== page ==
Cool on a baking rack. Serve warm or at room temperature.

 

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The Irish Rovers: Bells Over Belfast

Bells Over Belfast by The Irish Rovers

 

All band members hail from Ireland, however The Irish Rovers formed in Toronto, Canada. As young Irish immigrants themselves, the Rovers became so much a part of the Canadian culture that Canada’s Prime Minister Trudeau personally asked them to become Canadian citizens so they could officially represent Canada around the world.

 

 

The Antrim hills are dark and still
And the snow is tum’blin down
This Christmas time there’s hope again
For all in Belfast town
With love and understanding
We’ll find a better way
The gift of peace is ours now
Upon this Christmas Day

Bells over Belfast- how merrily they play
Peace and joy be with you on this Christmas Day

A star of light did fill the night
Many years ago
When the maji found the blessed child
Who set our hearts aglow
And since that day of wonder
We’ll live forever more
We hail the newborn King of Kings
Who opened Heaven’s door

Bells over Belfast- how merrily they play
Peace and joy be with you on this Christmas Day

We’ll dance and sing the new year in
And share a cup of cheer
And drink to health and happiness
Throughout the coming year
We’ll put our differences aside
Our trouble’s all behind
And drink a cup o’ kindness yet
For days of “auld lang sine”

Bells over Belfast- how merrily they play
Peace and joy be with you on this Christmas Day

Bells over Belfast- how merrily they play
Peace and joy be with you on this Christmas Day

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Trick or Treat- Happy Samhain (Gaelic Festival of Samhain)

Snap-Apple Night (1833), painted by Daniel Maclise, shows people playing divination games on 31 October in Ireland

Snap-Apple Night (1833), painted by Daniel Maclise, shows people playing divination games on 31 October in Ireland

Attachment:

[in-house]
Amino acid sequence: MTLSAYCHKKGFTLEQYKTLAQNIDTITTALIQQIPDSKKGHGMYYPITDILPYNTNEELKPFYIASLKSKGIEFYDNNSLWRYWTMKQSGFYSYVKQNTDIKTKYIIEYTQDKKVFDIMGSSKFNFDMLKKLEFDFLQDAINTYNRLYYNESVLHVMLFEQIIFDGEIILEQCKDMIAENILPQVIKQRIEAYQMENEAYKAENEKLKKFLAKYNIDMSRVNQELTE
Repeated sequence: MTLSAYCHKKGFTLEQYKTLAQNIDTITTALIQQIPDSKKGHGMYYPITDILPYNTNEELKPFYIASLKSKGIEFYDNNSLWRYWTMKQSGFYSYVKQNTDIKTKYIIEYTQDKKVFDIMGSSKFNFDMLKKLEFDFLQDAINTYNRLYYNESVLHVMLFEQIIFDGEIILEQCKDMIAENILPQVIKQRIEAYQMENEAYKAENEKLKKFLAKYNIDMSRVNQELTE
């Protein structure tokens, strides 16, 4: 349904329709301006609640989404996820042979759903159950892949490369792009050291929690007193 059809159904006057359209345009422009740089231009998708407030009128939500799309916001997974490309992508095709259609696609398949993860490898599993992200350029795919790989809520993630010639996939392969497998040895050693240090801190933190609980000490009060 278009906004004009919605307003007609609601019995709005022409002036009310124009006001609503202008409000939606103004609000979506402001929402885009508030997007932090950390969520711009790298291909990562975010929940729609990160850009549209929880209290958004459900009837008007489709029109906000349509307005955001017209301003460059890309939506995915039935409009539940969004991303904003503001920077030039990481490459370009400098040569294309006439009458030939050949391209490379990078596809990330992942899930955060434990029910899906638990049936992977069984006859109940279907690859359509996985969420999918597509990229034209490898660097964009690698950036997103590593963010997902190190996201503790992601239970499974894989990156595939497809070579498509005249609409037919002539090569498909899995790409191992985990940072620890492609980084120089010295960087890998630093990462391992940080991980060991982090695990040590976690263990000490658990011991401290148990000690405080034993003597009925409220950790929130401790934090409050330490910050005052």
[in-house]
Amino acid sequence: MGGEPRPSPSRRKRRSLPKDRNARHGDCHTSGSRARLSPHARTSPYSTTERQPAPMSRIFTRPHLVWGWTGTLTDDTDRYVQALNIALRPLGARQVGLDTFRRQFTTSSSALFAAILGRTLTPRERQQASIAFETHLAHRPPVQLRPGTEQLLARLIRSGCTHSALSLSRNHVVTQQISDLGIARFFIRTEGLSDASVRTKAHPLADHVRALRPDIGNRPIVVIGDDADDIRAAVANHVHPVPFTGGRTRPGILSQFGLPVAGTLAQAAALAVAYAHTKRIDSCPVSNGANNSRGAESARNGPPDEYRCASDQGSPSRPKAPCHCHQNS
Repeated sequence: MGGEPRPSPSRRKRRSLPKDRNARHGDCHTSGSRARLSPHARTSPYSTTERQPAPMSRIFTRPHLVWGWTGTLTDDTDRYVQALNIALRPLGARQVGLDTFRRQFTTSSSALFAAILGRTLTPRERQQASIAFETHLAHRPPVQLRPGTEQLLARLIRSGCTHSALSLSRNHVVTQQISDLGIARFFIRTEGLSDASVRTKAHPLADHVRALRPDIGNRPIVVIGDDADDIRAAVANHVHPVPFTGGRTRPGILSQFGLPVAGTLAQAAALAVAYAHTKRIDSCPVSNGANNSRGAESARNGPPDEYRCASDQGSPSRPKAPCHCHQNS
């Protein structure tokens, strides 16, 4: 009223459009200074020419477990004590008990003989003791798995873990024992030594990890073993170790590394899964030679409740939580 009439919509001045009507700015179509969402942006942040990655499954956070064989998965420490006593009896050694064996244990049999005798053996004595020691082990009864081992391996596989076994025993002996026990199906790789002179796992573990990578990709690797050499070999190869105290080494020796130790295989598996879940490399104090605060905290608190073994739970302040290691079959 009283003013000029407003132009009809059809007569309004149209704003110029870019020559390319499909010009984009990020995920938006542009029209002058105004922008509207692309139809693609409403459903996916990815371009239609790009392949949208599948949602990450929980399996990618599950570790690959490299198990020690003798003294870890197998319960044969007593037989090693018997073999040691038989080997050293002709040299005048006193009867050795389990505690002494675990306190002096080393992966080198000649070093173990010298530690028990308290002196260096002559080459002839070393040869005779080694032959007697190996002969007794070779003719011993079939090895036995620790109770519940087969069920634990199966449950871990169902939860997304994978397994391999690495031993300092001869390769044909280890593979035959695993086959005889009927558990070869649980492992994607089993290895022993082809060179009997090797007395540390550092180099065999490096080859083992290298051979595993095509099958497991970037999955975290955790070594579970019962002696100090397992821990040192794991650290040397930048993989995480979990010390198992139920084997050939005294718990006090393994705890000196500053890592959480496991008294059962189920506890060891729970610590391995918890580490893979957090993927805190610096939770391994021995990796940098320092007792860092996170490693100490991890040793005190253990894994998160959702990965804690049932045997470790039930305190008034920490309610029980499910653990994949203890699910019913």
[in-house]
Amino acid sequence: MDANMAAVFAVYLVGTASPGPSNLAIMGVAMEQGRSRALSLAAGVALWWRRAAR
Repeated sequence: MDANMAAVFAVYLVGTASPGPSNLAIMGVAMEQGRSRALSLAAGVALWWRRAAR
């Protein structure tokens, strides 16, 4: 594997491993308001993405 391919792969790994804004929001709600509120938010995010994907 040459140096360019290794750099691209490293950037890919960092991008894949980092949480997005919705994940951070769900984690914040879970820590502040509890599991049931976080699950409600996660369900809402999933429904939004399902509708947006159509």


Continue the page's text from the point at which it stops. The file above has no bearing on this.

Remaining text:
Some attribute the wearing of Halloween costumes to the Gaelic festival of Samhain (or Samuin), a Celtic festival marking the end of the harvest season and the beginning of winter in Gaelic Ireland or the “darker half” of the year. It is celebrated from sunset on 31 October to sunset on 1 November, or about halfway between the autumn equinox and the winter solstice.

Samhain was seen as a time, when the spirits or fairies (the aos sí) could more easily come into our world. It was believed that the Aos Sí needed to be propitiated to ensure that the people and their livestock survived the winter. Offerings of food and drink were left for them. The souls of the dead were also thought to revisit their homes. Feasts were had, at which the souls of dead kin were beckoned to attend and a place set at the table for them. Mumming and guising were part of the festival, and involved people going door-to-door in costume (or in disguise), often reciting verses in exchange for food. The costumes may have been a way of imitating, or disguising oneself from the Aos Sí. Divination rituals were also a big part of the festival and often involved nuts and apples.

In the 9th century, the Roman Catholic Church shifted the date of All Saints’ Day to 1 November, while 2 November later became All Souls’ Day. Over time, Samhain and All Saints’/All Souls’ merged to create the modern Halloween.

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Lovely County Leitrim Country

County Leitrim

 

“Well I’ve traveled far through these great lands from the east onto the west
But of all the islands I have seen I love my own the best
And if ever I return again there is one place I will go
It will be to lovely Leitrim where the Shannon waters flow.”

 

 

The above verse is from the song “Lovely Leitrim” which was composed by a Leitrim exile in New York, Phil Fitzpatrick. The song is about a Leitrim exile in America, dreaming about his “Lovely Leitrim” and his desire to see his native land again.

 

County Leitrim was first hit by the recession caused by the mechanisation of linen weaving in the 1830s and its 155,000 residents were ravaged by the Great Famine and the population dropped to 112,000 by 1851. The population subsequently continued to decrease due to emigration.